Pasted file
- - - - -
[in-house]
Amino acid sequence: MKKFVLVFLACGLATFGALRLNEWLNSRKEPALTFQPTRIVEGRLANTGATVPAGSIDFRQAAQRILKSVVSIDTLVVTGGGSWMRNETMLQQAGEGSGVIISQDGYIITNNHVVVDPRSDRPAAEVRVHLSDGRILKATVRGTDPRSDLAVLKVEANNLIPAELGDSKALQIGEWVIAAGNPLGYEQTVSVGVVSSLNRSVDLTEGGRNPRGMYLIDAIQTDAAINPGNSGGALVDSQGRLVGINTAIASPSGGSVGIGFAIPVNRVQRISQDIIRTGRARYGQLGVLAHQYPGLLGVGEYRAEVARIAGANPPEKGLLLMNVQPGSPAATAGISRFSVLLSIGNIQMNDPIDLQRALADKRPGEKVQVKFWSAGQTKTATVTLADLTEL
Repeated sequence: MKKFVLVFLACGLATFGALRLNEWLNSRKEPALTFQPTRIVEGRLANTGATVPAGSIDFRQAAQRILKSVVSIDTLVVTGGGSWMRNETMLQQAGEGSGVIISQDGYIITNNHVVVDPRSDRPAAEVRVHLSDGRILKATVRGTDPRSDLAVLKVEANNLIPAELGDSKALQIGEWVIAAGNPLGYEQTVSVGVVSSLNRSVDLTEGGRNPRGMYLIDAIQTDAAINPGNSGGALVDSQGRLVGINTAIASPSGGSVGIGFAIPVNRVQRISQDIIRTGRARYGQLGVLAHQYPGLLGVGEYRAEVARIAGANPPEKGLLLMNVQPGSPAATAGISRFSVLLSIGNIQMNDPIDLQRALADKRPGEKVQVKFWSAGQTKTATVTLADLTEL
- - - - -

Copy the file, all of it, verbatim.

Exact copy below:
[in-house]
Amino acid sequence: MKKFVLVFLACGLATFGALRLNEWLNSRKEPALTFQPTRIVEGRLANTGATVPAGSIDFRQAAQRILKSVVSIDTLVVTGGGSWMRNETMLQQAGEGSGVIISQDGYIITNNHVVVDPRSDRPAAEVRVHLSDGRILKATVRGTDPRSDLAVLKVEANNLIPAELGDSKALQIGEWVIAAGNPLGYEQTVSVGVVSSLNRSVDLTEGGRNPRGMYLIDAIQTDAAINPGNSGGALVDSQGRLVGINTAIASPSGGSVGIGFAIPVNRVQRISQDIIRTGRARYGQLGVLAHQYPGLLGVGEYRAEVARIAGANPPEKGLLLMNVQPGSPAATAGISRFSVLLSIGNIQMNDPIDLQRALADKRPGEKVQVKFWSAGQTKTATVTLADLTEL
Repeated sequence: MKKFVLVFLACGLATFGALRLNEWLNSRKEPALTFQPTRIVEGRLANTGATVPAGSIDFRQAAQRILKSVVSIDTLVVTGGGSWMRNETMLQQAGEGSGVIISQDGYIITNNHVVVDPRSDRPAAEVRVHLSDGRILKATVRGTDPRSDLAVLKVEANNLIPAELGDSKALQIGEWVIAAGNPLGYEQTVSVGVVSSLNRSVDLTEGGRNPRGMYLIDAIQTDAAINPGNSGGALVDSQGRLVGINTAIASPSGGSVGIGFAIPVNRVQRISQDIIRTGRARYGQLGVLAHQYPGLLGVGEYRAEVARIAGANPPEKGLLLMNVQPGSPAATAGISRFSVLLSIGNIQMNDPIDLQRALADKRPGEKVQVKFWSAGQTKTATVTLADLTEL